With more and more incidents arising around the world- safety is becoming increasingly important in many industries, most notably within the law enforcement sector. If you have noticed recently, there have been a lot of dashcam and bodycam footage being shown in the news, especially in the United States- this is because the footage shown is unadulterated, and was what the user was seeing at the time of an event.
Unlike many other forms of police technology, body-worn cameras can serve both a law enforcement and a public accountability function. Body cameras worn by police can be useful for documenting police misconduct and use of force, but footage can also be used to perform surveillance both people that police interact with and third parties who might not even realize they are being filmed. If combined with other technology, such as facial recognition, thousands of police officers wearing bodycams could record the locations, words, and deeds of much of the population at any given time- which may raise serious concerns in regards to privacy.
As bodycams record videos they have started becoming the standard protocol for most police departments around the world- with the fuel further being stoked by the tensions over in the United States between civilians and law enforcement officials. Set apart from law enforcement agencies, there are also other other fields of work that utilises body cameras, such as security personnel, and even the trial run on paramedics in Victoria, back in 2017. The reason behind the trial run on paramedics was because of on-duty assaults that paramedics were facing; “What we want to ensure is we are using this as a tool to be able to discourage people and understanding that they will be subjected to accountability if they subject paramedics to violence and aggression,” Jill Hennessy, Victoria health and ambulances service minister, said.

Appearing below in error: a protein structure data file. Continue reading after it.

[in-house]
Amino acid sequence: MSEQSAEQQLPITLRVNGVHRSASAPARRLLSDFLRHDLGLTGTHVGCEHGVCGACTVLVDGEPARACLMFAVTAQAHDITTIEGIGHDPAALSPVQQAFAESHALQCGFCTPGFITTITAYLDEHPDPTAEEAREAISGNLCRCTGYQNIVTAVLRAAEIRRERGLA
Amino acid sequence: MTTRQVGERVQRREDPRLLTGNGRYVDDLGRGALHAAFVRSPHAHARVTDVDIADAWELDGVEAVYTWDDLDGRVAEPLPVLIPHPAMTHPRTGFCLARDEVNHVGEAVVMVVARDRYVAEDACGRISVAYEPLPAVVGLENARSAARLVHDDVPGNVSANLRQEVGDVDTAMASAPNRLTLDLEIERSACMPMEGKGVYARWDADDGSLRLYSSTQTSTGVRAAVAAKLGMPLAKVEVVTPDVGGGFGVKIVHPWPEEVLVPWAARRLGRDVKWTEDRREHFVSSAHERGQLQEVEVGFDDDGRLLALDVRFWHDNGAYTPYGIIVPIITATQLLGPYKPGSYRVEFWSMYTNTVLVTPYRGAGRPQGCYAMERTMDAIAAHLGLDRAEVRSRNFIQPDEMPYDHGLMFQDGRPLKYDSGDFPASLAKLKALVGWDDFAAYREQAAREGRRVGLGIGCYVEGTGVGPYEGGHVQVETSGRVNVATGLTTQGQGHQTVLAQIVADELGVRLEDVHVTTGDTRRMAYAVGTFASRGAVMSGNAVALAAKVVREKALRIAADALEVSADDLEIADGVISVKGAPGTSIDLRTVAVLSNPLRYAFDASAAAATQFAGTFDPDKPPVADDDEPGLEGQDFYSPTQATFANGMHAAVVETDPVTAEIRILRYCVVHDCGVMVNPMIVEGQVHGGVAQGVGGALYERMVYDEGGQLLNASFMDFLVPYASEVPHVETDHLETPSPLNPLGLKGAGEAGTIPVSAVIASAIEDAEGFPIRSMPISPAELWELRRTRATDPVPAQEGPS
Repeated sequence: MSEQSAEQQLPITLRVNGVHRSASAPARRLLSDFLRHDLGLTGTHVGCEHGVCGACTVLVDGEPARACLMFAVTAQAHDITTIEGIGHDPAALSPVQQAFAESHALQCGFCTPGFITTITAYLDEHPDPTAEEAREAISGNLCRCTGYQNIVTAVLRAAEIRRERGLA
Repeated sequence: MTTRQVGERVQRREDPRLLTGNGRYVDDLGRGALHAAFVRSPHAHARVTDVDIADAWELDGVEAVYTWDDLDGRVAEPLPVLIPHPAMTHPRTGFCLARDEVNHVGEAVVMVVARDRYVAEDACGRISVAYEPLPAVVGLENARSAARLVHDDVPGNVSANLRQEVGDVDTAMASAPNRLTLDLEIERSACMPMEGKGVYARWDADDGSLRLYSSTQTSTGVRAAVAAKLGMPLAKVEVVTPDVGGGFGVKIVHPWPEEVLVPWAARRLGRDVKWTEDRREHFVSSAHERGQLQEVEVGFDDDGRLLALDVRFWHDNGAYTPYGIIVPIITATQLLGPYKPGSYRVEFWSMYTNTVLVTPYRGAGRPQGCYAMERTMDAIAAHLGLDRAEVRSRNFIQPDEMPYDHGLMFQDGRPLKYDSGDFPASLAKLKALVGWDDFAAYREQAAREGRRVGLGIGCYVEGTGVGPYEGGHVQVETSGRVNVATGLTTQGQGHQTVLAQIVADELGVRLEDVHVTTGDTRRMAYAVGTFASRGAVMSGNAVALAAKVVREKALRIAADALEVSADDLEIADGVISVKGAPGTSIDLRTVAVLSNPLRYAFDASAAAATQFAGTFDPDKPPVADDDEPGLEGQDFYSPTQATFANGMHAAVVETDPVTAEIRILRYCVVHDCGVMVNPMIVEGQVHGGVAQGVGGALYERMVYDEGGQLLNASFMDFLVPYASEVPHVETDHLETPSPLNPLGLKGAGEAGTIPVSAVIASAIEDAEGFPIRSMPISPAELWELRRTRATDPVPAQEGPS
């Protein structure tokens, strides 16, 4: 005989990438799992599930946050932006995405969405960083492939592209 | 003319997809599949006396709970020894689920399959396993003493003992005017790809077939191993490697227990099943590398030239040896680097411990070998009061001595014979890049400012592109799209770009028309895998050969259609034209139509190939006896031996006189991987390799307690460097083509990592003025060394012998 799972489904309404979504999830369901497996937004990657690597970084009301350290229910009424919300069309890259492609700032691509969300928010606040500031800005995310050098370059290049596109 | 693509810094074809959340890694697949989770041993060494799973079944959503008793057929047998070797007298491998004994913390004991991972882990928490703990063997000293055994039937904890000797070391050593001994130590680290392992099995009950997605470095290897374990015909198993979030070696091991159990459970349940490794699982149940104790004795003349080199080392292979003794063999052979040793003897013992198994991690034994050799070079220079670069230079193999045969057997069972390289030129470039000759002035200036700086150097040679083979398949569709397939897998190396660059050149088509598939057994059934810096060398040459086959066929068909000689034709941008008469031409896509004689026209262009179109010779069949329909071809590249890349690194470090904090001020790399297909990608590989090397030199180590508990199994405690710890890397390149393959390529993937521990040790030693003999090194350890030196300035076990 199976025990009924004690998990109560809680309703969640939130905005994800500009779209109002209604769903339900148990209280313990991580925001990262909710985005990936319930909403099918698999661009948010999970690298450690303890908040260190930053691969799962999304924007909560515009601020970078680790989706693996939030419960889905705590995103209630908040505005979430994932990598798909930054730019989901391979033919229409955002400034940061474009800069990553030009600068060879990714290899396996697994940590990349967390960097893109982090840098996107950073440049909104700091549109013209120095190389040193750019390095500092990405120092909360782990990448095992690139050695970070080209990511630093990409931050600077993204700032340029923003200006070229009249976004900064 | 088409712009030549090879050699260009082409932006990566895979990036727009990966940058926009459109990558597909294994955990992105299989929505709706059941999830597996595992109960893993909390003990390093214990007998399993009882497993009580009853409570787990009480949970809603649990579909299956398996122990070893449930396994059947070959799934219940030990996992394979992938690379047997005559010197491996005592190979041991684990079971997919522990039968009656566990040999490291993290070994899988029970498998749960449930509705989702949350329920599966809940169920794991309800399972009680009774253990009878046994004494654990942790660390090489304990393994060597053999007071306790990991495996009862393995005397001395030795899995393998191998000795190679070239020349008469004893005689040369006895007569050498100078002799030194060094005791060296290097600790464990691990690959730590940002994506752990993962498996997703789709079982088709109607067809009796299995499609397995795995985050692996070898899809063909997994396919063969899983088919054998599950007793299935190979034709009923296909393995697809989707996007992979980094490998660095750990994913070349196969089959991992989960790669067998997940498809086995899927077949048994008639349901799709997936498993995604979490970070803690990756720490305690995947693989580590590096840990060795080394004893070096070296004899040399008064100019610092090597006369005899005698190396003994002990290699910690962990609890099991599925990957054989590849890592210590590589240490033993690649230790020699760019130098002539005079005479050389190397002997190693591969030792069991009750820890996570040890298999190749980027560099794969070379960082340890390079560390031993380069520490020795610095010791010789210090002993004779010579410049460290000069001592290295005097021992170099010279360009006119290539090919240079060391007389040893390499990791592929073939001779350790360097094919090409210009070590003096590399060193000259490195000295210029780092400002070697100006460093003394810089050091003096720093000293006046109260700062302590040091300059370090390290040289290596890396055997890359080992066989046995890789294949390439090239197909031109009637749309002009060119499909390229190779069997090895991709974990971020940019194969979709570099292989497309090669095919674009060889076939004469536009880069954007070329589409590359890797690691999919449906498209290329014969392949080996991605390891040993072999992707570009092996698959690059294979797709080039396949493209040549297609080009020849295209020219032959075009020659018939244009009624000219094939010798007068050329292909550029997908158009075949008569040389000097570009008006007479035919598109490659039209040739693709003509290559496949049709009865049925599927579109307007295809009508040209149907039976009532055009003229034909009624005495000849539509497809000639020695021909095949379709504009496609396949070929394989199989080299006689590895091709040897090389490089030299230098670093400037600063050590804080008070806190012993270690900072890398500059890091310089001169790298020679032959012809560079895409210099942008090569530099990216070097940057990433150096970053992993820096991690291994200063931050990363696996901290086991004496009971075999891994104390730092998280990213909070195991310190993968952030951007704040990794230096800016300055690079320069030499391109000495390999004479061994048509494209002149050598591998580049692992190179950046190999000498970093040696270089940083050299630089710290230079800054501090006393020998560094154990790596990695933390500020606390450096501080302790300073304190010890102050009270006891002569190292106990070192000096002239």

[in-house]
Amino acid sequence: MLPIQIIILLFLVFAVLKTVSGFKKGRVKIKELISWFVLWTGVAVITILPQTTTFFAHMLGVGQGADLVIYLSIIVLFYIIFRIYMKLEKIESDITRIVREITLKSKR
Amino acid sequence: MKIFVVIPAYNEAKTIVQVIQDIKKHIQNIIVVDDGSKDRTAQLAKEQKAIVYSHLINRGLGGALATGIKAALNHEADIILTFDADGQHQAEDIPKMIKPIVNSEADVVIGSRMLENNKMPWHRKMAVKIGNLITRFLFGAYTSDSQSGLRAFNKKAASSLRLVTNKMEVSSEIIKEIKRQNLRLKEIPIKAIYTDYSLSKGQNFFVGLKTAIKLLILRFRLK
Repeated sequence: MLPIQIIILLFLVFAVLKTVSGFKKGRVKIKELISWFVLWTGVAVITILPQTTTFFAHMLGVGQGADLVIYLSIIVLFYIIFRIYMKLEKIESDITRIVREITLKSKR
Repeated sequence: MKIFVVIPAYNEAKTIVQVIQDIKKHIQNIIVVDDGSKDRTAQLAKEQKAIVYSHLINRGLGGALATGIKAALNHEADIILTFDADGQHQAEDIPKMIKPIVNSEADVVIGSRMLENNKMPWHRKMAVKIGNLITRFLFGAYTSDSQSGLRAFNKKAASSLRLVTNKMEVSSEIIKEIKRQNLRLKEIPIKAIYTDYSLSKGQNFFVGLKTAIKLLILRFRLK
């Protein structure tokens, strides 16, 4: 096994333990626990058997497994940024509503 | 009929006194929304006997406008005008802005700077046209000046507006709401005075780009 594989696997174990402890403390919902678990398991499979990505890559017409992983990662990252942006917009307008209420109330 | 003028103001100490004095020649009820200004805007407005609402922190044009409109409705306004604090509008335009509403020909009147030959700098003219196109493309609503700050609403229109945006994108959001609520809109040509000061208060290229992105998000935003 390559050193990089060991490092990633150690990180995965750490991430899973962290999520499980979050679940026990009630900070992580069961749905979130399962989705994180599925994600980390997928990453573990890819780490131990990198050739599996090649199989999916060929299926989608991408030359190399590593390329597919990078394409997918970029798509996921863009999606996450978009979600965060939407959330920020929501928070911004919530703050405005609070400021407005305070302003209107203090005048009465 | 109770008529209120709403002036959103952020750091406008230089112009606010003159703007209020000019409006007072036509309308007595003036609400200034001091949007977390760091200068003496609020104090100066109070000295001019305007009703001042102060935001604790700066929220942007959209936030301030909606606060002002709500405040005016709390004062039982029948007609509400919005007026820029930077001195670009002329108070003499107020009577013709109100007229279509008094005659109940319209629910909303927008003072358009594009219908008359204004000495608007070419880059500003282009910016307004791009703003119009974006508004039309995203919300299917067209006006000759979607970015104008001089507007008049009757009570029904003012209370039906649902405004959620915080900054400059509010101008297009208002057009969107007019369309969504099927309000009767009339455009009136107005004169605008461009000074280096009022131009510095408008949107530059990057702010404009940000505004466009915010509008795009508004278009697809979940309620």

There’s also growing evidence that wearing body cams benefits both police and the people they deal with in the street, in part because research suggests that both sides tend to behave with more restraint when they know they’re being recorded. A 2015 study in the Journal of Quantitative Criminology, for example, found that after police in the city of Rialto, California, started wearing body cams, incidents in which officers used force dropped by around 60 percent, and the number of citizen complaints against them dropped by 88 percent. (A more recent study, though, suggests that the cams reduce use of force by both sides only when individual officer can’t turn them on and off at their discretion.) Proponents say body cams can help protect police against false accusations of abuses- though in some instances, the footage also sometimes can lead to allegations of misconduct.
As there is a growing demand for personal use body cameras for recording day to day activities, to deter nefarious activities, or even usage of a camcorder, it is safe to say that there are bodycams out there developed for personal use, but with the same (or similar) specifications that are afforded to the bodycams used by police forces. To check out our very own body cam, view our Andatech Professional Body Camera 2- it’s also has a built-in silent mode for sneaky recordings.